United States Navy exploring organic nanocellulose materials for Next Gen Wearables

Nanocellulose wearable materials

The United States Navy is exploring new and advanced materials that may be used in the next generation of wearables.

There has been a lot of research over the past few years around materials that are used as skin patches and can help with numerous applications related to health monitoring.

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We have seen variants of on-skin wearables for biomonitoring from universities such as Caltech, Stanford and Carnegie Mellon.

While these ultra-thin polymer sheets do exist, printing with typically hydrophilic inks on hydrophobic polymeric substrates is challenging. Additionally, issues with breathability and biocompatibility hinder their utility for health-related applications.

To that end, the US Naval research laboratory has been examining new nano cellulose based materials for wearable design which are imperceptible and can serve as wear-and-forget health The design aspirations are to keep these very thin, conformal to the contours of the skin, self-adhering, ultra-lightweight, and translucent.

US Navy research engineers were able to develop a process that is instrumental in creating microbial nanocellulose sheets thinner than 20 .mu.m, resulting in a new material class. 

Nanocellulose is a crystalline or semi-crystalline phase of cellulose in which at least one dimension is on the nanoscale.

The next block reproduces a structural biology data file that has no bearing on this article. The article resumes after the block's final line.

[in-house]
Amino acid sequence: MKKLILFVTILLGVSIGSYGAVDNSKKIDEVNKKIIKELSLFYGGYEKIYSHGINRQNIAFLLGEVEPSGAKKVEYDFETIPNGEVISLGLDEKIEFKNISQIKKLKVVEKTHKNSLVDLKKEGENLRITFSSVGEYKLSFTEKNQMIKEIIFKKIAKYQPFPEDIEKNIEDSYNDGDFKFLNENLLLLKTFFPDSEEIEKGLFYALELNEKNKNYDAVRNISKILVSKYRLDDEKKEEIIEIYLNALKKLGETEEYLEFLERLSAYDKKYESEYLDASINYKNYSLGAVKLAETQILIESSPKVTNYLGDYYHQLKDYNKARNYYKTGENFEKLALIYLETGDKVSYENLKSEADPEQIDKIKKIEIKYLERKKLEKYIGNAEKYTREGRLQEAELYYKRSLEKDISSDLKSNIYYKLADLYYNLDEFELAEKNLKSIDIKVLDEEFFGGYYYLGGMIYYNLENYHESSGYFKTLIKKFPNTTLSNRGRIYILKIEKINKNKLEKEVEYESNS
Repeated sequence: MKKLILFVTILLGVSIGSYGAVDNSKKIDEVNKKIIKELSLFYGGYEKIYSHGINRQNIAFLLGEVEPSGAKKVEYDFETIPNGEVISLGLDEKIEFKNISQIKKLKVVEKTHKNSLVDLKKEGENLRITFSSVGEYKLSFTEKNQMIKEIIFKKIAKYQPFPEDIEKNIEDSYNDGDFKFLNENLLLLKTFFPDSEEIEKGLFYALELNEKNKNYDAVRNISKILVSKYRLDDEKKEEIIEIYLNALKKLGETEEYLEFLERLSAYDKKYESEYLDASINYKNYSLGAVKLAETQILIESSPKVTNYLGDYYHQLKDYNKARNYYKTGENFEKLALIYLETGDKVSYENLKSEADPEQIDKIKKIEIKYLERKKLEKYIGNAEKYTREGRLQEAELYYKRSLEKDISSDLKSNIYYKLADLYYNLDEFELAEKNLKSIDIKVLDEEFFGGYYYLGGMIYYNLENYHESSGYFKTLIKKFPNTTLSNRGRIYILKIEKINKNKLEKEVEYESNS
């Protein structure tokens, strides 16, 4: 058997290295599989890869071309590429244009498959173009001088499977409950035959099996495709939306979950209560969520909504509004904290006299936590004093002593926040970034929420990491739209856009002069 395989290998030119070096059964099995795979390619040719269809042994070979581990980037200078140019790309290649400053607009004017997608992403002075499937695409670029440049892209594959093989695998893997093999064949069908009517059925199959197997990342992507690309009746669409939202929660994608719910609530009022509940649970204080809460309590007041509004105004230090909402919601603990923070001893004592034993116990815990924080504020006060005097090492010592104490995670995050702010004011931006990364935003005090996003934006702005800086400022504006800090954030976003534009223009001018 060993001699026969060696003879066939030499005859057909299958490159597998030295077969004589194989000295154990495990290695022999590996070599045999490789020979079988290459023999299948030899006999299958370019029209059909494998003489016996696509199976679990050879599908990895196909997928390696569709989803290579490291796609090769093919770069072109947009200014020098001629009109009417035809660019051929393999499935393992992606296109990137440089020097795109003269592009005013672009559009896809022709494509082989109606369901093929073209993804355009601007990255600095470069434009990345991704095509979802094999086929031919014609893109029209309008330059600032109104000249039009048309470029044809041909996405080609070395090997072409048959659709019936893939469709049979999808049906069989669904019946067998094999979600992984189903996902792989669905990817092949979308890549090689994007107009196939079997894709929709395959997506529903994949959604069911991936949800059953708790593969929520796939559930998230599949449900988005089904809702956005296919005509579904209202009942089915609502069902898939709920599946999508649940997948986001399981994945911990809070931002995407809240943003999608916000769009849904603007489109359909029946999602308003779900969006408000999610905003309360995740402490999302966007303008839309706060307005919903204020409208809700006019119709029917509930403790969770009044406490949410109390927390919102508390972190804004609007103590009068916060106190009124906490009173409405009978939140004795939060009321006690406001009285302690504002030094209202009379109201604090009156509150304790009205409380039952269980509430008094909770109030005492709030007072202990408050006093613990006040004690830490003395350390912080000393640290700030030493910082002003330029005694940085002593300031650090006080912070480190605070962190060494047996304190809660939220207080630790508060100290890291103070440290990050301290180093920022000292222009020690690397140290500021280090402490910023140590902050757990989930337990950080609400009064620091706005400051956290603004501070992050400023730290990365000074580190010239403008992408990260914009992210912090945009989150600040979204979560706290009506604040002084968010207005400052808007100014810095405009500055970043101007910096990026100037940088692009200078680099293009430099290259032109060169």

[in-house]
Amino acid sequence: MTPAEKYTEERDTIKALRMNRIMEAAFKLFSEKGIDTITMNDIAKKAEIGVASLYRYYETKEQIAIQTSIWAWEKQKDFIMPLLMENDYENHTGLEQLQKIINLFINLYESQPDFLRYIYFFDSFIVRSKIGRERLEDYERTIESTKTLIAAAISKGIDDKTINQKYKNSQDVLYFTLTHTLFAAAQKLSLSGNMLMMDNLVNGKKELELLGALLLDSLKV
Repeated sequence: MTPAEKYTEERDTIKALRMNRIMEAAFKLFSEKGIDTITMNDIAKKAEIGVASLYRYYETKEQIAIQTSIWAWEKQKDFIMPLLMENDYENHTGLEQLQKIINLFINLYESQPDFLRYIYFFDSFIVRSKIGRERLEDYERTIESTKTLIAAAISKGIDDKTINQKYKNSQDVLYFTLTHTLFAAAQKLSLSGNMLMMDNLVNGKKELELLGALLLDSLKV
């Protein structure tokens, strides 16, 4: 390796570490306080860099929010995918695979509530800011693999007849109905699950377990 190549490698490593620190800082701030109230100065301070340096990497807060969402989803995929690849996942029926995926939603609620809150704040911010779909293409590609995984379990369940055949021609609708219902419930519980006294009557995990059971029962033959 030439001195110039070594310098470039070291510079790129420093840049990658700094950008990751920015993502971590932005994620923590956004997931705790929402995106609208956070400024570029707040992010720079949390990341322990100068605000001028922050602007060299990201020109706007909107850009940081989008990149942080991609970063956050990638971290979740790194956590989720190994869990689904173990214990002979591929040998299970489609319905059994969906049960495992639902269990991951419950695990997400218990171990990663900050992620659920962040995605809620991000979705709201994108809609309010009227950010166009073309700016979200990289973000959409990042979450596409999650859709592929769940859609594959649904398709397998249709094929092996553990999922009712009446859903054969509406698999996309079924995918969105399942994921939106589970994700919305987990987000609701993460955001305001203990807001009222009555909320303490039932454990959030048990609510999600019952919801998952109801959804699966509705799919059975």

Microbial nanocellulose is nanocellulose grown as a product of certain bacteria, such as Acetobacter xylinum, through ingestion of glucose (fermentation). 

The fabrication of the nanocellulose printed circuit board involves three separate processes: (1) the printing of ink, for example an ink comprising palladium (Pd) catalyst; (2) the electroless plating of the metal(s); and (3) the soldering of electronic surface-mounted components. 

These ultrathin sheets present opportunities for various applications, especially for flexible electronics. Microbial nanocellulose is highly chemical and solvent resistant, mechanically strong, water permeable, and biocompatible.

The US Govt Patent around this next generation wearable technology (20200315025) was filed on March 24th and approved today.

Current wearables initiatives in the US Services are using a combination of Garmin smartwatch and Oura smart ring for early disease onset warning but with new materials design targeted for wearables, we could see many more new use cases in the future.

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